Take our understanding of intelligence. We think it’s the ability to reason in an abstract fashion, something you can measure with an IQ test. So we remain blind to the impotence of reason in areas of vital concern to us. You cannot reason your way into being present. You cannot reason your way into love. You cannot reason your way into fulfillment.
Three years ago, this summer a good friend shared a profound metaphor with me – the bug body. As Robert Heinlein said, “specialization is for insects.” And, when we have done one thing for a very long time, our environment necessarily shapes us into a form of specialization, enabling us to navigate and survive the “vagaries and proclivities” of said environment.
And, when we leave that environment or when it dissipates – whether we change jobs, discontinue relationships, move to a new city, deal with new health realities – we are left with a specialization (a bug body), which is often no longer appropriate. Not because that specialization is “bad or good,” but because the same response to our new environment simply no longer fits.
Recently, another dear friend told me she hadn’t seen me on social media as much as in the past and she wanted to make sure I was ok. I told her I am very ok and that social-platform algorithms probably dictate how much we interact with our IRL friends more than we want to admit.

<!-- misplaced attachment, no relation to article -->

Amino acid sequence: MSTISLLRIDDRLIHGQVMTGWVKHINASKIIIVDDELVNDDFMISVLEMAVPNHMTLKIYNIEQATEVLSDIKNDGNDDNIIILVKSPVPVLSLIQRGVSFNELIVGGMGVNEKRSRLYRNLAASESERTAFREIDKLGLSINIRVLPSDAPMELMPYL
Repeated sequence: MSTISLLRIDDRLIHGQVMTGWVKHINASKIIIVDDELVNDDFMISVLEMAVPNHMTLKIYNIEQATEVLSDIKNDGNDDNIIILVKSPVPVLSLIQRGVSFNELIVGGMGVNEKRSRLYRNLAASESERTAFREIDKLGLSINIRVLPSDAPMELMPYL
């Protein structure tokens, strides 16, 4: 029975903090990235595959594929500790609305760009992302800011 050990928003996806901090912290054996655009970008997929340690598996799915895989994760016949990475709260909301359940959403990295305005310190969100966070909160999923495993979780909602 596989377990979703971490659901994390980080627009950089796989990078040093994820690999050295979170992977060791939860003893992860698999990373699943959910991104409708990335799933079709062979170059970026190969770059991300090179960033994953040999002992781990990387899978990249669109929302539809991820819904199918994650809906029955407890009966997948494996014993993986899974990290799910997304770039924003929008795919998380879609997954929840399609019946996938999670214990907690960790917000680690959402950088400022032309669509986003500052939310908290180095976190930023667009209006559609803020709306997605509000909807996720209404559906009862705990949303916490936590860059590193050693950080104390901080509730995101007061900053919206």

But I was transparent as possible and also told her my online habits have changed, somewhat. Partially, I’ve diversified how I spend my online time to avoid the non-stop, toxic polarization caused by ancient tribalism and decades of cable-news brainwashing, as they’ve combined with modern technology manipulation.
However, my ‘online muting’ also began when I started listening and reading more than espousing and declaring. Essentially, this is one of multiple ways I’ve spent the past three years dismantling an obsolete bug body.
I ran into another good friend at the sporting goods store Saturday and talked to him about personality assessments and workshop facilitation. As we caught up I told him about some things I had worked on and he was surprised. Three years ago, he wouldn’t have believed what I was telling him. But, it’s true and I’m doing those things because I’ve been in a new environment and it was appropriate for me to make fundamental changes.
What I realized this morning and wanted to share with you while it’s fresh on my mind, is that you are not your bug body. LOL You are not your environment! None of us are. Sure, our environment shapes us all and it will mash us into a form of and for specialization. It doesn’t matter who you are.
But your response to your environment is merely your temporary container. Like an oddly shaped vase holds water in an oddly shaped form, the people you know, the work you do and where you live can give you a unique shape – but you are the air and water within, not the temporary vase. You are ultimately malleable. You don’t have to be ‘set’ in your ways.
When we change environments, we must have the courage to disassemble our inappropriate bug body. (I like that metaphor better than breaking a vase). But, we must do it with patience and compassion…compassion for ourselves, just like we would show any loved one who needs to make adjustments to their own responses to change.